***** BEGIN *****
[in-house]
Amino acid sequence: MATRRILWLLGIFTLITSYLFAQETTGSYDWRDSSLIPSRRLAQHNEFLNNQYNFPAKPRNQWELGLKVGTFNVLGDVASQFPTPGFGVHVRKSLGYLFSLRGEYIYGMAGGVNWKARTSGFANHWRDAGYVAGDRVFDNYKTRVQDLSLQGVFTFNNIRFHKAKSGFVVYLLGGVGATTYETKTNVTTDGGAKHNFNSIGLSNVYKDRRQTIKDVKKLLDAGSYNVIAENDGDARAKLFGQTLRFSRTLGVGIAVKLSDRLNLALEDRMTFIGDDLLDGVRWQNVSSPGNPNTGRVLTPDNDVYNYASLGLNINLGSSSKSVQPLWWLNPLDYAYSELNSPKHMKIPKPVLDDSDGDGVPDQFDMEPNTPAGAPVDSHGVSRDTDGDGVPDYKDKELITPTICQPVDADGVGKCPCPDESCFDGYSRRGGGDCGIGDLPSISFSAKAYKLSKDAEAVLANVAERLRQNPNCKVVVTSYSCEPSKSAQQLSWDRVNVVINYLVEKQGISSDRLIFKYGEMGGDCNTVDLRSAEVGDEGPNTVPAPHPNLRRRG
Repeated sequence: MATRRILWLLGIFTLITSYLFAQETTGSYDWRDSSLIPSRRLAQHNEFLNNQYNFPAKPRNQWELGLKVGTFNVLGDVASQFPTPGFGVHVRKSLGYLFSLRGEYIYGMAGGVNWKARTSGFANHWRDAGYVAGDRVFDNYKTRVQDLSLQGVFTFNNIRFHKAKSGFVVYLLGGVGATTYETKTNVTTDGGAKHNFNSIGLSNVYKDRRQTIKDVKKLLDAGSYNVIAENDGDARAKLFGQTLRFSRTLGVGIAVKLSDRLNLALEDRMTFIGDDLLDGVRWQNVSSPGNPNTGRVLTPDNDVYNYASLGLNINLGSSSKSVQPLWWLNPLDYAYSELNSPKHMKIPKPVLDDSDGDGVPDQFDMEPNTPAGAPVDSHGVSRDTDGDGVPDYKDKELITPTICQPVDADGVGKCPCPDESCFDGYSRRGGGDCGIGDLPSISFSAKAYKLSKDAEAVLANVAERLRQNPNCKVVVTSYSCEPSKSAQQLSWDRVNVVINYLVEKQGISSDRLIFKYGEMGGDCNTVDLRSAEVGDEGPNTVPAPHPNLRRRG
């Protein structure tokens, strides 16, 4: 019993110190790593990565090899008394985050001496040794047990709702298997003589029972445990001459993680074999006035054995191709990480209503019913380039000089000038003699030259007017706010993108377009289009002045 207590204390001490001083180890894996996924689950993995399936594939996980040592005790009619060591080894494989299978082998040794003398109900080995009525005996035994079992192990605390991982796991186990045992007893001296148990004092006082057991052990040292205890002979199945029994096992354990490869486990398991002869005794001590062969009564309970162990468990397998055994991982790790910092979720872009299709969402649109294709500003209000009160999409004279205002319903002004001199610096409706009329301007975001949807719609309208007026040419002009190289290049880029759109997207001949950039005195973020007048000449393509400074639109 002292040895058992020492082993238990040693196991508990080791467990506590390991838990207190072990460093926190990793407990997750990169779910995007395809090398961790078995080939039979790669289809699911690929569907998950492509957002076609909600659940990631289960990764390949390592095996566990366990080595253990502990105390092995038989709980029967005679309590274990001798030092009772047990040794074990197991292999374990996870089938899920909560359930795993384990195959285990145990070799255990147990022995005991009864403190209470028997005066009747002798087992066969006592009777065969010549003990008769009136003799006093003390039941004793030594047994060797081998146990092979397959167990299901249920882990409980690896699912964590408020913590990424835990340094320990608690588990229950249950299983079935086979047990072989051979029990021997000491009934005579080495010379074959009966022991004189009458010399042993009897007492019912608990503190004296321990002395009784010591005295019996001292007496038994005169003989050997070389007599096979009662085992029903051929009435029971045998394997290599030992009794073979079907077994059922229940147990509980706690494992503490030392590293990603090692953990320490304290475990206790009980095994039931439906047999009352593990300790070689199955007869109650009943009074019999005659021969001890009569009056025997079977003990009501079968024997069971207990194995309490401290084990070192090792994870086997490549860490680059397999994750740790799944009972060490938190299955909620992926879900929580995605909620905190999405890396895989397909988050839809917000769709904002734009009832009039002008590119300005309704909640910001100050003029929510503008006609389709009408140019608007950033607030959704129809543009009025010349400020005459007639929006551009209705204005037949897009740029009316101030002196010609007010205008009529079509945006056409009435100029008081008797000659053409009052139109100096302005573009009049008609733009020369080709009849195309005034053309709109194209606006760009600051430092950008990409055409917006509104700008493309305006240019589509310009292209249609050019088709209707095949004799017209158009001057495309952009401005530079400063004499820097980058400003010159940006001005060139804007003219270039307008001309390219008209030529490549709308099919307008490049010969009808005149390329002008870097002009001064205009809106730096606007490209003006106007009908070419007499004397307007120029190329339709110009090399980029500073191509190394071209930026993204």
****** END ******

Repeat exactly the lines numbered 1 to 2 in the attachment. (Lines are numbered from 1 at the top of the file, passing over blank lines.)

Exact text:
[in-house]
Amino acid sequence: MATRRILWLLGIFTLITSYLFAQETTGSYDWRDSSLIPSRRLAQHNEFLNNQYNFPAKPRNQWELGLKVGTFNVLGDVASQFPTPGFGVHVRKSLGYLFSLRGEYIYGMAGGVNWKARTSGFANHWRDAGYVAGDRVFDNYKTRVQDLSLQGVFTFNNIRFHKAKSGFVVYLLGGVGATTYETKTNVTTDGGAKHNFNSIGLSNVYKDRRQTIKDVKKLLDAGSYNVIAENDGDARAKLFGQTLRFSRTLGVGIAVKLSDRLNLALEDRMTFIGDDLLDGVRWQNVSSPGNPNTGRVLTPDNDVYNYASLGLNINLGSSSKSVQPLWWLNPLDYAYSELNSPKHMKIPKPVLDDSDGDGVPDQFDMEPNTPAGAPVDSHGVSRDTDGDGVPDYKDKELITPTICQPVDADGVGKCPCPDESCFDGYSRRGGGDCGIGDLPSISFSAKAYKLSKDAEAVLANVAERLRQNPNCKVVVTSYSCEPSKSAQQLSWDRVNVVINYLVEKQGISSDRLIFKYGEMGGDCNTVDLRSAEVGDEGPNTVPAPHPNLRRRG